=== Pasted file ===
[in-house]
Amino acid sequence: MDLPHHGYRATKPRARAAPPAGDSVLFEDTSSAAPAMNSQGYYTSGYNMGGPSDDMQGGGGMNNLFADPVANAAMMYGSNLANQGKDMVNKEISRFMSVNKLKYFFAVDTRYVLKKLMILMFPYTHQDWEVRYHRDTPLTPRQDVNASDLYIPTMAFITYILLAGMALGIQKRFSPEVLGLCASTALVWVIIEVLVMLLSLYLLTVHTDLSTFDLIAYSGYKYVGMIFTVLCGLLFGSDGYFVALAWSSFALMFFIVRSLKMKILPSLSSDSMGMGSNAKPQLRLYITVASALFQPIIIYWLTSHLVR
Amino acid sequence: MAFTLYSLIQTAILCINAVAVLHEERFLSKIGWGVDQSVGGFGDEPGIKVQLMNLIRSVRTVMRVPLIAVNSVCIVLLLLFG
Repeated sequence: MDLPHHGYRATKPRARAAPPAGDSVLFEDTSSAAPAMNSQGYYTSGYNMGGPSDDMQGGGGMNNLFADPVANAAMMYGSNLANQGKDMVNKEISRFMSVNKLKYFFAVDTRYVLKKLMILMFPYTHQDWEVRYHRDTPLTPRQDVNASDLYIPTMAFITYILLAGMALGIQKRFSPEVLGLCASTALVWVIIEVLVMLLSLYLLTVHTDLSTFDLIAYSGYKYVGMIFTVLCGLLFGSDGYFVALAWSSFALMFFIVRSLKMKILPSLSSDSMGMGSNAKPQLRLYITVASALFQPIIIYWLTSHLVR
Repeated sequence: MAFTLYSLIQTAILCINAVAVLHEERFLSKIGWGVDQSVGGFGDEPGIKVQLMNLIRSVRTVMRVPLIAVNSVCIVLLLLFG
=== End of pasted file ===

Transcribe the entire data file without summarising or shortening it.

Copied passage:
[in-house]
Amino acid sequence: MDLPHHGYRATKPRARAAPPAGDSVLFEDTSSAAPAMNSQGYYTSGYNMGGPSDDMQGGGGMNNLFADPVANAAMMYGSNLANQGKDMVNKEISRFMSVNKLKYFFAVDTRYVLKKLMILMFPYTHQDWEVRYHRDTPLTPRQDVNASDLYIPTMAFITYILLAGMALGIQKRFSPEVLGLCASTALVWVIIEVLVMLLSLYLLTVHTDLSTFDLIAYSGYKYVGMIFTVLCGLLFGSDGYFVALAWSSFALMFFIVRSLKMKILPSLSSDSMGMGSNAKPQLRLYITVASALFQPIIIYWLTSHLVR
Amino acid sequence: MAFTLYSLIQTAILCINAVAVLHEERFLSKIGWGVDQSVGGFGDEPGIKVQLMNLIRSVRTVMRVPLIAVNSVCIVLLLLFG
Repeated sequence: MDLPHHGYRATKPRARAAPPAGDSVLFEDTSSAAPAMNSQGYYTSGYNMGGPSDDMQGGGGMNNLFADPVANAAMMYGSNLANQGKDMVNKEISRFMSVNKLKYFFAVDTRYVLKKLMILMFPYTHQDWEVRYHRDTPLTPRQDVNASDLYIPTMAFITYILLAGMALGIQKRFSPEVLGLCASTALVWVIIEVLVMLLSLYLLTVHTDLSTFDLIAYSGYKYVGMIFTVLCGLLFGSDGYFVALAWSSFALMFFIVRSLKMKILPSLSSDSMGMGSNAKPQLRLYITVASALFQPIIIYWLTSHLVR
Repeated sequence: MAFTLYSLIQTAILCINAVAVLHEERFLSKIGWGVDQSVGGFGDEPGIKVQLMNLIRSVRTVMRVPLIAVNSVCIVLLLLFG